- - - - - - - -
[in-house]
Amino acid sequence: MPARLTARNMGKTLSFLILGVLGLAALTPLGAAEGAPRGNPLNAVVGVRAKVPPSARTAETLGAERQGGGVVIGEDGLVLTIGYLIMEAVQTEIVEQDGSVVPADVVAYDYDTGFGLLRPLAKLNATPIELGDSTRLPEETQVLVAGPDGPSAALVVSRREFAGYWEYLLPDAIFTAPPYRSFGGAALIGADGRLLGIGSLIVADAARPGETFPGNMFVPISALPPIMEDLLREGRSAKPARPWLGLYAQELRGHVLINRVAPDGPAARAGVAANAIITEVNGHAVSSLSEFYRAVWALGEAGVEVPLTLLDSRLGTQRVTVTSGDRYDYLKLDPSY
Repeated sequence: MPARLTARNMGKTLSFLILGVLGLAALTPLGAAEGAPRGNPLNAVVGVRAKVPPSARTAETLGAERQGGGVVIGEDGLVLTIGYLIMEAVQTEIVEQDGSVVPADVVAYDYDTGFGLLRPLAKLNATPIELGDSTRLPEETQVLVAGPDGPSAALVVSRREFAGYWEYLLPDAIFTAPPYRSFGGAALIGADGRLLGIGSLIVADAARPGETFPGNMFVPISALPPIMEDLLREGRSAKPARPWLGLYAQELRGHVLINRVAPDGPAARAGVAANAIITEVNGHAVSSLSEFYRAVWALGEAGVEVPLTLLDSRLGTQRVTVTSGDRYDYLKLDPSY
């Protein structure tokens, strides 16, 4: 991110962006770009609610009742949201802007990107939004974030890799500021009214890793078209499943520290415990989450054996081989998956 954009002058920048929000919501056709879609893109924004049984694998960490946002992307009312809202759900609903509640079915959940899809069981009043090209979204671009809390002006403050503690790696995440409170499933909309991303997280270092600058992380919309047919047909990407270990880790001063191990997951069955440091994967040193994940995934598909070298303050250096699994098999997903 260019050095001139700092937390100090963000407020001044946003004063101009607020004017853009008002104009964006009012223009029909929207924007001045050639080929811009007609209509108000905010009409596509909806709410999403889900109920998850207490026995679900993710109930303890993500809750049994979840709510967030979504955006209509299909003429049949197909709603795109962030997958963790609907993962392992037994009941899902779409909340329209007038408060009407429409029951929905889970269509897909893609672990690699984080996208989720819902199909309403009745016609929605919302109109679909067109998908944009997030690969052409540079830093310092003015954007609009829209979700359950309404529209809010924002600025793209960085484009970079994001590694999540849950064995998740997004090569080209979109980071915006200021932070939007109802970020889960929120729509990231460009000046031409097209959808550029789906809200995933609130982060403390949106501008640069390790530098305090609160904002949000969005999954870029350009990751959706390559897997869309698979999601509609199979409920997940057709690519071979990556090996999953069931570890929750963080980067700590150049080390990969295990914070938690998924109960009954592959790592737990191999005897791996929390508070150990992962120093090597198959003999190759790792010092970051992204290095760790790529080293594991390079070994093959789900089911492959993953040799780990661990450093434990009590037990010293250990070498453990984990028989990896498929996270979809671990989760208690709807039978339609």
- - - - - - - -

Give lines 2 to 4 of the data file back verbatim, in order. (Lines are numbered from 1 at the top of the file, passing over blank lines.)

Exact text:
Amino acid sequence: MPARLTARNMGKTLSFLILGVLGLAALTPLGAAEGAPRGNPLNAVVGVRAKVPPSARTAETLGAERQGGGVVIGEDGLVLTIGYLIMEAVQTEIVEQDGSVVPADVVAYDYDTGFGLLRPLAKLNATPIELGDSTRLPEETQVLVAGPDGPSAALVVSRREFAGYWEYLLPDAIFTAPPYRSFGGAALIGADGRLLGIGSLIVADAARPGETFPGNMFVPISALPPIMEDLLREGRSAKPARPWLGLYAQELRGHVLINRVAPDGPAARAGVAANAIITEVNGHAVSSLSEFYRAVWALGEAGVEVPLTLLDSRLGTQRVTVTSGDRYDYLKLDPSY
Repeated sequence: MPARLTARNMGKTLSFLILGVLGLAALTPLGAAEGAPRGNPLNAVVGVRAKVPPSARTAETLGAERQGGGVVIGEDGLVLTIGYLIMEAVQTEIVEQDGSVVPADVVAYDYDTGFGLLRPLAKLNATPIELGDSTRLPEETQVLVAGPDGPSAALVVSRREFAGYWEYLLPDAIFTAPPYRSFGGAALIGADGRLLGIGSLIVADAARPGETFPGNMFVPISALPPIMEDLLREGRSAKPARPWLGLYAQELRGHVLINRVAPDGPAARAGVAANAIITEVNGHAVSSLSEFYRAVWALGEAGVEVPLTLLDSRLGTQRVTVTSGDRYDYLKLDPSY
């Protein structure tokens, strides 16, 4: 991110962006770009609610009742949201802007990107939004974030890799500021009214890793078209499943520290415990989450054996081989998956 954009002058920048929000919501056709879609893109924004049984694998960490946002992307009312809202759900609903509640079915959940899809069981009043090209979204671009809390002006403050503690790696995440409170499933909309991303997280270092600058992380919309047919047909990407270990880790001063191990997951069955440091994967040193994940995934598909070298303050250096699994098999997903 260019050095001139700092937390100090963000407020001044946003004063101009607020004017853009008002104009964006009012223009029909929207924007001045050639080929811009007609209509108000905010009409596509909806709410999403889900109920998850207490026995679900993710109930303890993500809750049994979840709510967030979504955006209509299909003429049949197909709603795109962030997958963790609907993962392992037994009941899902779409909340329209007038408060009407429409029951929905889970269509897909893609672990690699984080996208989720819902199909309403009745016609929605919302109109679909067109998908944009997030690969052409540079830093310092003015954007609009829209979700359950309404529209809010924002600025793209960085484009970079994001590694999540849950064995998740997004090569080209979109980071915006200021932070939007109802970020889960929120729509990231460009000046031409097209959808550029789906809200995933609130982060403390949106501008640069390790530098305090609160904002949000969005999954870029350009990751959706390559897997869309698979999601509609199979409920997940057709690519071979990556090996999953069931570890929750963080980067700590150049080390990969295990914070938690998924109960009954592959790592737990191999005897791996929390508070150990992962120093090597198959003999190759790792010092970051992204290095760790790529080293594991390079070994093959789900089911492959993953040799780990661990450093434990009590037990010293250990070498453990984990028989990896498929996270979809671990989760208690709807039978339609």